### Sparse sketches with small inversion bias

For a tall $n\times d$ matrix $A$ and a random $m\times n$ sketching matrix $S$, the sketched estimate of the inverse covariance matrix $(A^\top A)^{-1}$ is typically biased: $E[(\tilde A^\top\tilde A)^{-1}]\ne(A^\top A)^{-1}$, where $\tilde A=SA$. This phenomenon, which we call inversion bias, arises, e.g., in statistics and distributed optimization, when averaging multiple independently constructed estimates of quantities that depend on the inverse covariance. We develop a framework for analyzing inversion bias, based on our proposed concept of an $(\epsilon,\delta)$-unbiased estimator for random matrices. We show that when the sketching matrix $S$ is dense and has i.i.d. sub-gaussian entries, then after simple rescaling, the estimator $(\frac m{m-d}\tilde A^\top\tilde A)^{-1}$ is $(\epsilon,\delta)$-unbiased for $(A^\top A)^{-1}$ with a sketch of size $m=O(d+\sqrt d/\epsilon)$. This implies that for $m=O(d)$, the inversion bias of this estimator is $O(1/\sqrt d)$, which is much smaller than the $\Theta(1)$ approximation error obtained as a consequence of the subspace embedding guarantee for sub-gaussian sketches. We then propose a new sketching technique, called LEverage Score Sparsified (LESS) embeddings, which uses ideas from both data-oblivious sparse embeddings as well as data-aware leverage-based row sampling methods, to get $\epsilon$ inversion bias for sketch size $m=O(d\log d+\sqrt d/\epsilon)$ in time $O(\text{nnz}(A)\log n+md^2)$, where nnz is the number of non-zeros. The key techniques enabling our analysis include an extension of a classical inequality of Bai and Silverstein for random quadratic forms, which we call the Restricted Bai-Silverstein inequality; and anti-concentration of the Binomial distribution via the Paley-Zygmund inequality, which we use to prove a lower bound showing that leverage score sampling sketches generally do not achieve small inversion bias.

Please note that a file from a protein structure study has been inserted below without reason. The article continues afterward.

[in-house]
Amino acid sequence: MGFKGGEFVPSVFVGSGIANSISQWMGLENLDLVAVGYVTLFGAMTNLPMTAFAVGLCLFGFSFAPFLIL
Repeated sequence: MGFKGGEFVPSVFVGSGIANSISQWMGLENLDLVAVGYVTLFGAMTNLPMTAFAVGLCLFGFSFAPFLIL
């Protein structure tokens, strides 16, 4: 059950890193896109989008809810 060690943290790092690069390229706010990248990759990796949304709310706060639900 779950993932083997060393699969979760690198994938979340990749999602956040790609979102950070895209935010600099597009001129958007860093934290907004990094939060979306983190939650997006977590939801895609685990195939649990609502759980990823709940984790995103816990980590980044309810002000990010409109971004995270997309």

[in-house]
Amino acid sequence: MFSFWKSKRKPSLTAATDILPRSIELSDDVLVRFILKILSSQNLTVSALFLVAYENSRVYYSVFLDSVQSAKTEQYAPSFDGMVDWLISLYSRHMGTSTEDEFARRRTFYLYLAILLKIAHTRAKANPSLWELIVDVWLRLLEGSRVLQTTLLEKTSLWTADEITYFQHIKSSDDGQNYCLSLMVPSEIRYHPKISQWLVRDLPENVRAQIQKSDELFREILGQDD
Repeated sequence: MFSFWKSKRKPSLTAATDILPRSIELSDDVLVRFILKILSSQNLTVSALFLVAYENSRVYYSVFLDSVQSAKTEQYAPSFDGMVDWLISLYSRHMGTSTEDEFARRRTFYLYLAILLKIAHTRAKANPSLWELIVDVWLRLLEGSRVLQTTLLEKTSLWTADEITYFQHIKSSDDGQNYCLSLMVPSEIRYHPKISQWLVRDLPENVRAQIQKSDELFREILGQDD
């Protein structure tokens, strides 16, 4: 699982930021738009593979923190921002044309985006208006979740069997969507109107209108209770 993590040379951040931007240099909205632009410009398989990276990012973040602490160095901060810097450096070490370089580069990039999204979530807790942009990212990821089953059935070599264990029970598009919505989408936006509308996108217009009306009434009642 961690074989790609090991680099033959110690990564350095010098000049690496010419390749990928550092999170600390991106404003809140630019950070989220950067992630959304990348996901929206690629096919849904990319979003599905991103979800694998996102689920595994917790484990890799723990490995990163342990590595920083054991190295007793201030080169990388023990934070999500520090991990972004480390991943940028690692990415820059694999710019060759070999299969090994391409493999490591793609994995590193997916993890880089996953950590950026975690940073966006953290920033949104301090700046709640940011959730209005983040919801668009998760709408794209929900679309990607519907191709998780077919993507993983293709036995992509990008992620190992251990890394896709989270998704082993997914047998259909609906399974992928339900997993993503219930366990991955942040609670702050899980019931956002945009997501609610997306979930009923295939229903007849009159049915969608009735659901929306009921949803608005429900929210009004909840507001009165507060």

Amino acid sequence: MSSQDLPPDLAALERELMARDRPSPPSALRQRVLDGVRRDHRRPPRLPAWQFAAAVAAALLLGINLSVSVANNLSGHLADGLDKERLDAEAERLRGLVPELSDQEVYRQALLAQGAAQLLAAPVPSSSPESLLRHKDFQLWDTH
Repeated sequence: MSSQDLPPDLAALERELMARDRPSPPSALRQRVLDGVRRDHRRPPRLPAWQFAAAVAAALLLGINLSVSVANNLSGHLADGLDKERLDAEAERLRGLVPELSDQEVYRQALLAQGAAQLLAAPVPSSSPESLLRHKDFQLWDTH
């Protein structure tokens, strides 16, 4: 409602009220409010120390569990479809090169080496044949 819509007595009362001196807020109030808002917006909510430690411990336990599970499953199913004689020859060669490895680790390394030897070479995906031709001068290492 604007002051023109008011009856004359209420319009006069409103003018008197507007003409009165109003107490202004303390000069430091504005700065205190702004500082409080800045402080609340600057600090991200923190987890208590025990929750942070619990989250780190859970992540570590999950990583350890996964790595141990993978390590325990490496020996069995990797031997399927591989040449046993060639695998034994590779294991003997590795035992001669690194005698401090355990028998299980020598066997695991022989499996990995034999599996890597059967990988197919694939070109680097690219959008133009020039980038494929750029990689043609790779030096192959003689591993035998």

### Distributed estimation of the inverse Hessian by determinantal averaging

In distributed optimization and distributed numerical linear algebra, we often encounter an inversion bias: if we want to compute a quantity that depends on the inverse of a sum of distributed matrices, then the sum of the inverses does not equal the inverse of the sum. An example of this occurs in distributed Newton's method, where we wish to compute (or implicitly work with) the inverse Hessian multiplied by the gradient. In this case, locally computed estimates are biased, and so taking a uniform average will not recover the correct solution. To address this, we propose determinantal averaging, a new approach for correcting the inversion bias. This approach involves reweighting the local estimates of the Newton's step proportionally to the determinant of the local Hessian estimate, and then averaging them together to obtain an improved global estimate. This method provides the first known distributed Newton step that is asymptotically consistent, i.e., it recovers the exact step in the limit as the number of distributed partitions grows to infinity. To show this, we develop new expectation identities and moment bounds for the determinant and adjugate of a random matrix. Determinantal averaging can be applied not only to Newton's method, but to computing any quantity that is a linear tranformation of a matrix inverse, e.g., taking a trace of the inverse covariance matrix, which is used in data uncertainty quantification.